Introduction: Chemical addiction is a chronic, relapsing disease in which the use of psychoactive
substances causes structural and functional changes in the brain leading to behavioral and social
repercussions. In the 1990s, crack was introduced in Brazil, making the country its largest market
currently1. This is the smoked form of cocaine, seeking for faster and more intense effects, with higher
addictive potential2,3. They differ in the pharmacokinetics, as physical/chemical form, route of
administration, genetics and effects on body4. Cocaine/crack are seen as a public health problem due to
the growth of consumption3, but for its higher compulsivity, crack has brought major social consequences
such as violence and sexual risk behaviors5,1. Objective: To execute a neurobiological and social analysis
of drugs, focusing on crack/cocaine. Methods: A literature review was conducted during the month of
August 2015 in the databases of PubMed and BVS, with the following keywords: crack/cocaine, addiction
and treatment. Articles published prior to 2010 were excluded. Discussion: Drugs operate on
mesocorticolimbic pathway of the dopaminergic neurotransmission, mainly in the nucleus accumbens
(feeling of pleasure and reinforcement in search behavior) and prefrontal cortex (inhibitory control,
hypofunctioning in dependents), composing the brain reward system3. There are three interacting stages
that are gradually intensified leading to addiction, they are also involved in the neuroplasticity of neural
circuits: excess/intoxication, abstinence/negative affect, preoccupation/anticipation; impulse control
disorders appear in the early stages and compulsive disorders in the later ones6. Cocaine inhibits the
presynaptic dopamine transporter, increasing its quantity in the synaptic cell and unchaining the
repetitive behavior behind the drug, reducing this neurotransmitters postsynaptic receptors;
simultaneously, glutamatergic neurons are activated in the prefrontal cortex and glutamate is liberated,
responsible for regulating the locomotor sensitization, drug seeking and conditioned responses to drugassociated stimuli3,7. Crack conduces to addiction faster, to withdrawal stronger and to prognosis worse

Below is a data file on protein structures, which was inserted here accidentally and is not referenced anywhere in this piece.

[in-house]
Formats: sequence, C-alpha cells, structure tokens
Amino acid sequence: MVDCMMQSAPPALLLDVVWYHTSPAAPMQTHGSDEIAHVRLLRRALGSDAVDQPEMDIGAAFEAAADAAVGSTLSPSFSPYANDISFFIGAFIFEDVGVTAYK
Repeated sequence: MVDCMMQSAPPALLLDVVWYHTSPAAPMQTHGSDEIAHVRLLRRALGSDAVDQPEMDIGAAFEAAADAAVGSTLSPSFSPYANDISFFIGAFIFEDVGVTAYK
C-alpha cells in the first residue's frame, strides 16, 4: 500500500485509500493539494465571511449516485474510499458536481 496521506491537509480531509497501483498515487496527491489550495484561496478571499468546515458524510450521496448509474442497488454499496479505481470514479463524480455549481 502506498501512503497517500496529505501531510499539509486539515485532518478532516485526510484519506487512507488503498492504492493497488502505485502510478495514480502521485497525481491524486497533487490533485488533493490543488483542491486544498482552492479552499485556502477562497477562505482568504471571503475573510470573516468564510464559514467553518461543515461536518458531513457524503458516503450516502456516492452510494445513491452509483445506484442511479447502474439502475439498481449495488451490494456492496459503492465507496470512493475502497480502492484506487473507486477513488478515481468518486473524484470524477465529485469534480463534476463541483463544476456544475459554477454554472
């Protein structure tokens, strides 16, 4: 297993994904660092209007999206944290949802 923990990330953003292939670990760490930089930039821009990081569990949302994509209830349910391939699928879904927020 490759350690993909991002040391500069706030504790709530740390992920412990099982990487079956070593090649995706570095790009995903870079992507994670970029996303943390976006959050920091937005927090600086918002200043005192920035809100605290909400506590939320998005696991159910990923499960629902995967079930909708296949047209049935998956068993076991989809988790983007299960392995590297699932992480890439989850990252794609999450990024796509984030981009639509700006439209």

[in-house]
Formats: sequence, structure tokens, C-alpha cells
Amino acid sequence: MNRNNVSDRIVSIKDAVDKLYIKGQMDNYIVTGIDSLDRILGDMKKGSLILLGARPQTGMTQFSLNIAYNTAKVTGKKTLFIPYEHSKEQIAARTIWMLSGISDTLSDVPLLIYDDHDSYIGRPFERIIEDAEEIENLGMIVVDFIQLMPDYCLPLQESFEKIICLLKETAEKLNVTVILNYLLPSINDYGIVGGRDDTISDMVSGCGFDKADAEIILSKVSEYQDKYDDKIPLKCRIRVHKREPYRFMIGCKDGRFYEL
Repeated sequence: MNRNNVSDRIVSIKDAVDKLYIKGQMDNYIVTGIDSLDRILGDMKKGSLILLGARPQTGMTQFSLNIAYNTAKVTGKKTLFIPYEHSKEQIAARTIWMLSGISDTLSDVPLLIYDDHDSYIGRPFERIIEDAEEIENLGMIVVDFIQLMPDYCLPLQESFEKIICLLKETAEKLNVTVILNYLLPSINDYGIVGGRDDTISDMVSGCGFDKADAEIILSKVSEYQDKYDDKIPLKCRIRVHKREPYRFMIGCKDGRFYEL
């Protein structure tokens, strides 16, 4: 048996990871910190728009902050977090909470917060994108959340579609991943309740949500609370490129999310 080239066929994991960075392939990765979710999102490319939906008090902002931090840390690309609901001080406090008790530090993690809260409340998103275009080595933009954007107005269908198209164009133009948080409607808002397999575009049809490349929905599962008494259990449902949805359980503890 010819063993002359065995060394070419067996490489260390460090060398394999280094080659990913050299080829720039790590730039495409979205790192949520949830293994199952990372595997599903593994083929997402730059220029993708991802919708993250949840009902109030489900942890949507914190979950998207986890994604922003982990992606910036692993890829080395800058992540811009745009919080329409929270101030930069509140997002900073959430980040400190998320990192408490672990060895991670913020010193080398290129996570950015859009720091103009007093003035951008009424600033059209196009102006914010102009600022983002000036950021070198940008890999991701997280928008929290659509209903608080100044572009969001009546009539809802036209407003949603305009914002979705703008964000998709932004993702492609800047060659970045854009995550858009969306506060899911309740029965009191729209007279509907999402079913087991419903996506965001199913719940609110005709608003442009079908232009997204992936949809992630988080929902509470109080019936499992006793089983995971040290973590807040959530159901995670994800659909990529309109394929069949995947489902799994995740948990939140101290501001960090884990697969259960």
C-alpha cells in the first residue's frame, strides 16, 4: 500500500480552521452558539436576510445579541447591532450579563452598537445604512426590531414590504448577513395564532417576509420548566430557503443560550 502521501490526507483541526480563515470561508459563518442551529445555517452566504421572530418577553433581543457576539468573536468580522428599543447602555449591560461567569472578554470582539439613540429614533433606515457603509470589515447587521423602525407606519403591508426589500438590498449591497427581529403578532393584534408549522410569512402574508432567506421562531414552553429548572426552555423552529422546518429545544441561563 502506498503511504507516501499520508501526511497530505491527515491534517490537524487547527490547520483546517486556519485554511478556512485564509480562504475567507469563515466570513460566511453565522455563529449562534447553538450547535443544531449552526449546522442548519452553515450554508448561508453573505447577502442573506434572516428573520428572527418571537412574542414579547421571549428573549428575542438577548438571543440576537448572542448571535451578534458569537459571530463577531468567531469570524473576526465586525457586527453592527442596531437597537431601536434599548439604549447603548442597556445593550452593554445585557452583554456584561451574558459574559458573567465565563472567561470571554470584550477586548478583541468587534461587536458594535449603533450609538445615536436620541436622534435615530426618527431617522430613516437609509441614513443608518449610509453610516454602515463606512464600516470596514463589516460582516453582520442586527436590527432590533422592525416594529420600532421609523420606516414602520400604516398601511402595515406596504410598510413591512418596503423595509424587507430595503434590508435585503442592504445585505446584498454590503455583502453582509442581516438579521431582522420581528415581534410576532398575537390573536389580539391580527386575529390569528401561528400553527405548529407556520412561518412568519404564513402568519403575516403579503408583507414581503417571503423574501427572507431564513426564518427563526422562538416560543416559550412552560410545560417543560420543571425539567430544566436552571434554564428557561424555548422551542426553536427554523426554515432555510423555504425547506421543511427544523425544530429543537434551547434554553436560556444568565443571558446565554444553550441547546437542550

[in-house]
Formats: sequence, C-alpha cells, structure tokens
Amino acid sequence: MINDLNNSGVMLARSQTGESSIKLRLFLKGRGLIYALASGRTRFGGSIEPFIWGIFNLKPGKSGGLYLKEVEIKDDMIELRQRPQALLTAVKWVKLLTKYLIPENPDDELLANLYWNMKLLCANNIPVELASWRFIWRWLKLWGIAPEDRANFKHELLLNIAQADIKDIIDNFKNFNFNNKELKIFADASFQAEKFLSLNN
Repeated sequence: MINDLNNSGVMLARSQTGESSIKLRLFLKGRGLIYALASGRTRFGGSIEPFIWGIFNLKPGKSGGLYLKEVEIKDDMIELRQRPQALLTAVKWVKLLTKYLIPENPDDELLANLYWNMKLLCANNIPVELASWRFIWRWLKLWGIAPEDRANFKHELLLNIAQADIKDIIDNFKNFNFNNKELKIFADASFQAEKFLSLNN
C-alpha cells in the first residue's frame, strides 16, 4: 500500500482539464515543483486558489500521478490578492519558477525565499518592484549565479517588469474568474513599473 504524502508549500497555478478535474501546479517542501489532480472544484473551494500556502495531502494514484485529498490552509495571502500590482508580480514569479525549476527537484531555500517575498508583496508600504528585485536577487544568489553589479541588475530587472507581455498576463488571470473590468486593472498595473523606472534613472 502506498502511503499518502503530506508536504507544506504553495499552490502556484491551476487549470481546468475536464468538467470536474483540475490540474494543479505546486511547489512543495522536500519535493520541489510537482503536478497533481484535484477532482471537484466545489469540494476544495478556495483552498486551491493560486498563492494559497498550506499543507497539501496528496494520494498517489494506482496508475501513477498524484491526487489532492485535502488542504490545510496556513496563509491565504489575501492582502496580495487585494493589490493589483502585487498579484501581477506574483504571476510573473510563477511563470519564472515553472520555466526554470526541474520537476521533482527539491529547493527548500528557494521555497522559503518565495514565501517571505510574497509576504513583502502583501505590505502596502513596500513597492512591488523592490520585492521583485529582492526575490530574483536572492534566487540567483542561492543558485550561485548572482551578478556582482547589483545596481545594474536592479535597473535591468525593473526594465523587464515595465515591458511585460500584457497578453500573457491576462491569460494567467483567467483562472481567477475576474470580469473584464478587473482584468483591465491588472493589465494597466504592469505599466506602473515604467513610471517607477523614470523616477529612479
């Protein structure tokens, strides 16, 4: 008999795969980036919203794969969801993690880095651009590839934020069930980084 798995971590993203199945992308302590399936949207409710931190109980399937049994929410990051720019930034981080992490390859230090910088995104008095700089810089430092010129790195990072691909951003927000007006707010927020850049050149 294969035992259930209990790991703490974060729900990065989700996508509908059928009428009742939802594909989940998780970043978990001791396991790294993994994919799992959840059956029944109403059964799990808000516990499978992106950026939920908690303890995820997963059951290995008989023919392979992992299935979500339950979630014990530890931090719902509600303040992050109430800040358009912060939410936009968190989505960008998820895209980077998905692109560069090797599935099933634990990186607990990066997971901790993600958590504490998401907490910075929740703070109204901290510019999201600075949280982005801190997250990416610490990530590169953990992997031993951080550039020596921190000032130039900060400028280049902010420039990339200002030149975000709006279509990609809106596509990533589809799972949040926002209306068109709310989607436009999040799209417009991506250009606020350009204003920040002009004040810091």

than cocaine8: a five-years follow-up study developed with 131 Brazilian crack users revealed that 18,5%
died during this time, 56,6% of these related to homicides3,2. The tendency toward compulsiveness
generated by the use of crack is one of the responsible for those higher rates of violence, beyond others
social conflicts, such as sexual promiscuity that increases the STDs, and also the transmission of
respiratory diseases, like tuberculosis5,2. Chronical use of crack disturbs the general cognitive functioning,
verbal memory and attention8, such cognitive sequelae may prove a hindrance to the effectiveness and
adherence to treatment. Conclusion: The crack/cocaine consumption rebounded in all social classes,
although the predominance of users still remains on marginalized groups3, overlapping the profile of
young man, low socioeconomic and educational levels and with larger family problems3,1. In Brazil, the
stigma over the dependents has been hampered the providence of effective and humane treatment9. This
must be multidisciplinary and interdisciplinary, in need of support in social, physical, mental and legal
areas, such as in the quality of life and relapse prevention strategies3. Treatments also must contain social
reintegration strategies supported by health professionals, family and community10, seeking approaches
that improve neurocognitive functioning of these patients.

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